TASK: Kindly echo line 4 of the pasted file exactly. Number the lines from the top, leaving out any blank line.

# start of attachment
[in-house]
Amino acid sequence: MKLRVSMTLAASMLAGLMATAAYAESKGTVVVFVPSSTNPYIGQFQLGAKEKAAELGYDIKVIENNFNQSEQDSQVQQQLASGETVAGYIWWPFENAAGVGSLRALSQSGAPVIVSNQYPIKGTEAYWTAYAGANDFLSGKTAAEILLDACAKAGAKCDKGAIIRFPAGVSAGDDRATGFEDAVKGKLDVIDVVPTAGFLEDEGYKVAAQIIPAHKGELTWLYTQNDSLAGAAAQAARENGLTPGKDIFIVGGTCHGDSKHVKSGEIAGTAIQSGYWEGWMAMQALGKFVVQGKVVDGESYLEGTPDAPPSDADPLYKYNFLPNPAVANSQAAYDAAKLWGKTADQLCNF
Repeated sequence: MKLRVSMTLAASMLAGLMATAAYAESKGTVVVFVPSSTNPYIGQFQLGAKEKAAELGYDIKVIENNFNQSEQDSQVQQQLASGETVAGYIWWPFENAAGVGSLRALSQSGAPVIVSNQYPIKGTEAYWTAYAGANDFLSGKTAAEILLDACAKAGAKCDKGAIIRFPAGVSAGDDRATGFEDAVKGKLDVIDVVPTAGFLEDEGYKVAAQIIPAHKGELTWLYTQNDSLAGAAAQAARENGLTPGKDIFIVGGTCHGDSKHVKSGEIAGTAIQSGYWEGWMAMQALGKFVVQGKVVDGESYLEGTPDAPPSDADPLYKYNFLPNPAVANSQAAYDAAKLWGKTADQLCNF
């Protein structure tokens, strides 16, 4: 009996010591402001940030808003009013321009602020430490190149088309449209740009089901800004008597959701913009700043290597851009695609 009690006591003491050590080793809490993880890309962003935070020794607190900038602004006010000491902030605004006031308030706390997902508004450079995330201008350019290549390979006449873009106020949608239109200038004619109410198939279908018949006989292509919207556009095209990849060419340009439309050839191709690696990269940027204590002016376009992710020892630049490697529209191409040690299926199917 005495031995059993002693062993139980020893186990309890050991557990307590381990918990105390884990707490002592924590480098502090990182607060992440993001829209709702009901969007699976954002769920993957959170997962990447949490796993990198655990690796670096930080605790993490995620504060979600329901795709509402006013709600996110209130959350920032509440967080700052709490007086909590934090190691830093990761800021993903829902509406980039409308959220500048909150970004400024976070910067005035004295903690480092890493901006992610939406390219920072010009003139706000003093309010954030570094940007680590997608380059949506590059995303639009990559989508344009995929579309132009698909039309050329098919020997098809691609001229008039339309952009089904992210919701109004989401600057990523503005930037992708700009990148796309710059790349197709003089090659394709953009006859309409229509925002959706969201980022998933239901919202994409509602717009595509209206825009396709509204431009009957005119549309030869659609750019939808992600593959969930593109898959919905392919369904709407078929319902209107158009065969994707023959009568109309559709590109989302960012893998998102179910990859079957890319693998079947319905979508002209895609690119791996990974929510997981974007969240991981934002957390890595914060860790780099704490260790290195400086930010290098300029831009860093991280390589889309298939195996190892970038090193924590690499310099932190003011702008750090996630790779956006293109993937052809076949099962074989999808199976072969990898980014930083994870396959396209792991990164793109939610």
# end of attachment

């Protein structure tokens, strides 16, 4: 009996010591402001940030808003009013321009602020430490190149088309449209740009089901800004008597959701913009700043290597851009695609 009690006591003491050590080793809490993880890309962003935070020794607190900038602004006010000491902030605004006031308030706390997902508004450079995330201008350019290549390979006449873009106020949608239109200038004619109410198939279908018949006989292509919207556009095209990849060419340009439309050839191709690696990269940027204590002016376009992710020892630049490697529209191409040690299926199917 005495031995059993002693062993139980020893186990309890050991557990307590381990918990105390884990707490002592924590480098502090990182607060992440993001829209709702009901969007699976954002769920993957959170997962990447949490796993990198655990690796670096930080605790993490995620504060979600329901795709509402006013709600996110209130959350920032509440967080700052709490007086909590934090190691830093990761800021993903829902509406980039409308959220500048909150970004400024976070910067005035004295903690480092890493901006992610939406390219920072010009003139706000003093309010954030570094940007680590997608380059949506590059995303639009990559989508344009995929579309132009698909039309050329098919020997098809691609001229008039339309952009089904992210919701109004989401600057990523503005930037992708700009990148796309710059790349197709003089090659394709953009006859309409229509925002959706969201980022998933239901919202994409509602717009595509209206825009396709509204431009009957005119549309030869659609750019939808992600593959969930593109898959919905392919369904709407078929319902209107158009065969994707023959009568109309559709590109989302960012893998998102179910990859079957890319693998079947319905979508002209895609690119791996990974929510997981974007969240991981934002957390890595914060860790780099704490260790290195400086930010290098300029831009860093991280390589889309298939195996190892970038090193924590690499310099932190003011702008750090996630790779956006293109993937052809076949099962074989999808199976072969990898980014930083994870396959396209792991990164793109939610």